And here we are in Somerville. A mini LEGO version of the giraffe outside of the Discovery Center.
As you pass out of Miniland, look to your right and you’ll see Ian Coffey’s office. While we were there, he was busy building all sorts of things for the upcoming launch, but he kindly took a moment out to chat with my kids and take a picture. Ian won a competition to nab his job and he’ll be spending lots of time interacting with visitors, teaching Master Classes, and just being creative.
I missed a shot of the Duplo Farm play area, unfortunately, but it’s a spot for younger kids to build and explore. Just after that is the LEGO Friends area, which is decorated like Olivia’s House. There’s a kid-sized door out front; parents will want to walk around for unobstructed entry!
In addition to several building areas, it houses a karaoke machine for kids to show off their inner stars. The songs skew to tween-age tunes (my kids are listening – not singing – to “Call Me Maybe”), and I would like to see some songs that younger kids will recognize and know the words to.
One of the building areas in Olivia’s house which is full of LEGO Friends colors and plenty of horse figures to build with. While this space is clearly geared toward girls, boys will enjoy the karaoke and building stations, too.
Next we boarded the Merlin’s Apprentice Ride. Designed for parents to ride with their kids, it consists of roughly 8 pairs of adjustable seats. As the ride spins, riders must pedal their bikes in order to fly in the air. My kids loved this ride most and went on twice. It does take some time for everyone to get settled between properly buckling in (there are leg straps for everyone) and getting everyone out again, but I do like that this is an active ride that the whole family can enjoy.
By now you may be hungry or thirsty. If so, there’s a café’ area, which also may double as a hang-out for parents.
There are some building stations that allow kids to design and race their own cars, and to build structures to see how they hold up to earthquakes. We didn’t have a lot of time to spend there, but I would have liked some guidance on car building for less confident builders. Lady Bug felt overwhelmed and frustrated by all of the pieces and the girl I called over on staff didn’t look much more confident, although she was very friendly. It took us some time to find all of the pieces we needed, so that may be an issue going forward as the space is filled to capacity.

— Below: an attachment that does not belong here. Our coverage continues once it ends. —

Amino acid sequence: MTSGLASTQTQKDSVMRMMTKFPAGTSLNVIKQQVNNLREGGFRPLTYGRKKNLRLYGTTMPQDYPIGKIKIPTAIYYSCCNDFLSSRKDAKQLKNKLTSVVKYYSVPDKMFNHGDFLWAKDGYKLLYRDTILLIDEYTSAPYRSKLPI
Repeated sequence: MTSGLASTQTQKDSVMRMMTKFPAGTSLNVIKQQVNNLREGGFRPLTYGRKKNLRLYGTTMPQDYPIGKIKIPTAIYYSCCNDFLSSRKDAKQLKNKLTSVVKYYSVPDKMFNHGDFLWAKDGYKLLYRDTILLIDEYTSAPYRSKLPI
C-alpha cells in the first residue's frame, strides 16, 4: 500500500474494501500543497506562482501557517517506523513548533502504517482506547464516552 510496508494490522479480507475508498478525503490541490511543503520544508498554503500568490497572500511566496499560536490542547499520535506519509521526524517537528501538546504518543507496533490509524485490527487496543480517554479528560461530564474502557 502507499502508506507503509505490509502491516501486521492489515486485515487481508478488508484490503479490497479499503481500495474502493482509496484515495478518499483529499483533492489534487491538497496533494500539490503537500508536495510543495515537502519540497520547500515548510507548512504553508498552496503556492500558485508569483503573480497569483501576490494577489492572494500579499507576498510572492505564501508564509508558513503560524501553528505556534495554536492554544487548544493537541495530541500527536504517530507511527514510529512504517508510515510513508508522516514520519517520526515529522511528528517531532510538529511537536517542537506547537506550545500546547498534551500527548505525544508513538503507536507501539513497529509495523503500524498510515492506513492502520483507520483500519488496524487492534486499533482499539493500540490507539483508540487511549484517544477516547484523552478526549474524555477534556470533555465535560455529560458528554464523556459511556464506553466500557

Out next stop was the 4D movie. They have three different movies that run about 14 minutes each. If you haven’t been to a 4D movie, you can expect touch and smell to be added to your movie experience. In our case we were “sprayed” with a water hose and “snowed” on as well. The smell effects weren’t working yet. I can’t remember which movie we saw, but the kids absolutely loved it and it was cute to see them reaching out for 3D objects and squealing at the water and snow (soap bubbles).
The last play area is a climbing structure designed for kids under 51 inches. There may be some flexibility there on quieter days, but they aim to have this be a safer place for younger kids. Adults are not allowed in and kids must be in socks (bring them with you if you don’t want to buy a pair onsite).
In addition to climbing activities, it is filled with rubber bricks that you can build with. My kids spent at least 15 minutes in here and probably could have spent another hour.
The space also includes a Master Builder Academy Classroom which wasn’t open while we were there. They will be offering workshops in this space. Be prepared for an additional charge to bring home any models created during workshops.
Lastly, there are two birthday party rooms with a moveable partition so you can have one big party.
The rooms are cute and fairly private, which is nice in an open space like this.
When you’re all tuckered out, you’ll exit back through Miniland and down the elevator which lets out directly into a LEGO Shop!
The shop isn’t massive, but has a nice array of sets and accessories, as well as a Pick-a-Brick wall.
A few things to note about the LEGOLAND Discovery Center:
- Tickets are timed so your best bet is to buy them ahead online. *The Center opens on May 23, but it already entirely booked for that first weekend.
- Adults are not allowed into the space without a child. They will offer special Adult-only nights, so keep your eye out for those if you want to go.
- Online tickets are $22.50 for adults and $18.00 for kids ages 3-12. Kids younger than 3 are free.
- Outside food is not allowed.
- You can trade Minifigs with staff members at the Discovery Center. Bring yours from home and look for staff with Minifigs on their pins.